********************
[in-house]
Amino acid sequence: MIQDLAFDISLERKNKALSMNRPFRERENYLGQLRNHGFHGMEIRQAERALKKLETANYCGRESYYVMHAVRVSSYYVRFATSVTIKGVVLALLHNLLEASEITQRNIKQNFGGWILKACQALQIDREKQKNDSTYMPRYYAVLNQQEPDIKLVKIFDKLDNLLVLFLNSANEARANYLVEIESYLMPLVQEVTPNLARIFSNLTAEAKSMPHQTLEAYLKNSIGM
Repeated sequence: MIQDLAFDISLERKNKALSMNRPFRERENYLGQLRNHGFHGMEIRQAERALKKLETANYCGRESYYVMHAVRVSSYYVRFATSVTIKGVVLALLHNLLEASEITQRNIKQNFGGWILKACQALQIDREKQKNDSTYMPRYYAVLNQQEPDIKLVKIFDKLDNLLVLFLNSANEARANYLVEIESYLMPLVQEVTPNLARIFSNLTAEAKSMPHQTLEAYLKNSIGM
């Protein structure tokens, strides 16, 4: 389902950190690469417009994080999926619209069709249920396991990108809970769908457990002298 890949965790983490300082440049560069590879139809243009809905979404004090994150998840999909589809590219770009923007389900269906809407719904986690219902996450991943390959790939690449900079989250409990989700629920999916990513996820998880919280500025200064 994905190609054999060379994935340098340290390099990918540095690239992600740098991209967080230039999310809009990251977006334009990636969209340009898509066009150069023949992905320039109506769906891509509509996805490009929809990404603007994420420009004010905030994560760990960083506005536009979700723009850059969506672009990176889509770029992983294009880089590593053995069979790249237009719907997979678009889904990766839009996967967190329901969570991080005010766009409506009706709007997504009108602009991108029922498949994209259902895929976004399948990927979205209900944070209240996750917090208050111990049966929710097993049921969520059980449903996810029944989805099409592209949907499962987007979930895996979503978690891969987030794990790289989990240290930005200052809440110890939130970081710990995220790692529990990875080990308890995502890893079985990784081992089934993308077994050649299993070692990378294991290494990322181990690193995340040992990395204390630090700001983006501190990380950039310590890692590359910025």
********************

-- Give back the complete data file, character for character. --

[in-house]
Amino acid sequence: MIQDLAFDISLERKNKALSMNRPFRERENYLGQLRNHGFHGMEIRQAERALKKLETANYCGRESYYVMHAVRVSSYYVRFATSVTIKGVVLALLHNLLEASEITQRNIKQNFGGWILKACQALQIDREKQKNDSTYMPRYYAVLNQQEPDIKLVKIFDKLDNLLVLFLNSANEARANYLVEIESYLMPLVQEVTPNLARIFSNLTAEAKSMPHQTLEAYLKNSIGM
Repeated sequence: MIQDLAFDISLERKNKALSMNRPFRERENYLGQLRNHGFHGMEIRQAERALKKLETANYCGRESYYVMHAVRVSSYYVRFATSVTIKGVVLALLHNLLEASEITQRNIKQNFGGWILKACQALQIDREKQKNDSTYMPRYYAVLNQQEPDIKLVKIFDKLDNLLVLFLNSANEARANYLVEIESYLMPLVQEVTPNLARIFSNLTAEAKSMPHQTLEAYLKNSIGM
């Protein structure tokens, strides 16, 4: 389902950190690469417009994080999926619209069709249920396991990108809970769908457990002298 890949965790983490300082440049560069590879139809243009809905979404004090994150998840999909589809590219770009923007389900269906809407719904986690219902996450991943390959790939690449900079989250409990989700629920999916990513996820998880919280500025200064 994905190609054999060379994935340098340290390099990918540095690239992600740098991209967080230039999310809009990251977006334009990636969209340009898509066009150069023949992905320039109506769906891509509509996805490009929809990404603007994420420009004010905030994560760990960083506005536009979700723009850059969506672009990176889509770029992983294009880089590593053995069979790249237009719907997979678009889904990766839009996967967190329901969570991080005010766009409506009706709007997504009108602009991108029922498949994209259902895929976004399948990927979205209900944070209240996750917090208050111990049966929710097993049921969520059980449903996810029944989805099409592209949907499962987007979930895996979503978690891969987030794990790289989990240290930005200052809440110890939130970081710990995220790692529990990875080990308890995502890893079985990784081992089934993308077994050649299993070692990378294991290494990322181990690193995340040992990395204390630090700001983006501190990380950039310590890692590359910025």